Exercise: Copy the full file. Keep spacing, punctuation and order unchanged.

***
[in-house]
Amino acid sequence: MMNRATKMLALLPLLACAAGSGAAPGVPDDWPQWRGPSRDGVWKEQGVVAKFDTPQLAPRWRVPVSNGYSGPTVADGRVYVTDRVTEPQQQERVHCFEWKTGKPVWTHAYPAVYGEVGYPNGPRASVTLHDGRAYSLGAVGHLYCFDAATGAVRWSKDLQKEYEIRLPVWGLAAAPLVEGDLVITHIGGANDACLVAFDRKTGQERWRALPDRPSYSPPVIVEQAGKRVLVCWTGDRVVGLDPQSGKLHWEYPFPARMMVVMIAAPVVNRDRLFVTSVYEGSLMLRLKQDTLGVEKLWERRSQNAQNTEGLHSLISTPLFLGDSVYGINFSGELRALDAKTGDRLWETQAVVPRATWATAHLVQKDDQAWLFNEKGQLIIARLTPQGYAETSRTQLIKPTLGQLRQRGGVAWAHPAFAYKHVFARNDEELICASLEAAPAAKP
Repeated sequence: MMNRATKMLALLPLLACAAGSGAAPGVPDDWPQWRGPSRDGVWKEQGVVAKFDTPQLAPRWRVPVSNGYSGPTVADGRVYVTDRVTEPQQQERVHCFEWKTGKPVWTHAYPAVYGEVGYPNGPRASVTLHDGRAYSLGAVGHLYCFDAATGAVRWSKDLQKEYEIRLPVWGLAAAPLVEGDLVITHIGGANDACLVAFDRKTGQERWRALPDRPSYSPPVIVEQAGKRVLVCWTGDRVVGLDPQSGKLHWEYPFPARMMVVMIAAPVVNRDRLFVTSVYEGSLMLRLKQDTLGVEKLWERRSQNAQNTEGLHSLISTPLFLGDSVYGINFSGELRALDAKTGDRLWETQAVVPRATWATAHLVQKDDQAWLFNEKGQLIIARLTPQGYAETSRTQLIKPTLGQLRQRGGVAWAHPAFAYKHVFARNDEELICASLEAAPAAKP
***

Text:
[in-house]
Amino acid sequence: MMNRATKMLALLPLLACAAGSGAAPGVPDDWPQWRGPSRDGVWKEQGVVAKFDTPQLAPRWRVPVSNGYSGPTVADGRVYVTDRVTEPQQQERVHCFEWKTGKPVWTHAYPAVYGEVGYPNGPRASVTLHDGRAYSLGAVGHLYCFDAATGAVRWSKDLQKEYEIRLPVWGLAAAPLVEGDLVITHIGGANDACLVAFDRKTGQERWRALPDRPSYSPPVIVEQAGKRVLVCWTGDRVVGLDPQSGKLHWEYPFPARMMVVMIAAPVVNRDRLFVTSVYEGSLMLRLKQDTLGVEKLWERRSQNAQNTEGLHSLISTPLFLGDSVYGINFSGELRALDAKTGDRLWETQAVVPRATWATAHLVQKDDQAWLFNEKGQLIIARLTPQGYAETSRTQLIKPTLGQLRQRGGVAWAHPAFAYKHVFARNDEELICASLEAAPAAKP
Repeated sequence: MMNRATKMLALLPLLACAAGSGAAPGVPDDWPQWRGPSRDGVWKEQGVVAKFDTPQLAPRWRVPVSNGYSGPTVADGRVYVTDRVTEPQQQERVHCFEWKTGKPVWTHAYPAVYGEVGYPNGPRASVTLHDGRAYSLGAVGHLYCFDAATGAVRWSKDLQKEYEIRLPVWGLAAAPLVEGDLVITHIGGANDACLVAFDRKTGQERWRALPDRPSYSPPVIVEQAGKRVLVCWTGDRVVGLDPQSGKLHWEYPFPARMMVVMIAAPVVNRDRLFVTSVYEGSLMLRLKQDTLGVEKLWERRSQNAQNTEGLHSLISTPLFLGDSVYGINFSGELRALDAKTGDRLWETQAVVPRATWATAHLVQKDDQAWLFNEKGQLIIARLTPQGYAETSRTQLIKPTLGQLRQRGGVAWAHPAFAYKHVFARNDEELICASLEAAPAAKP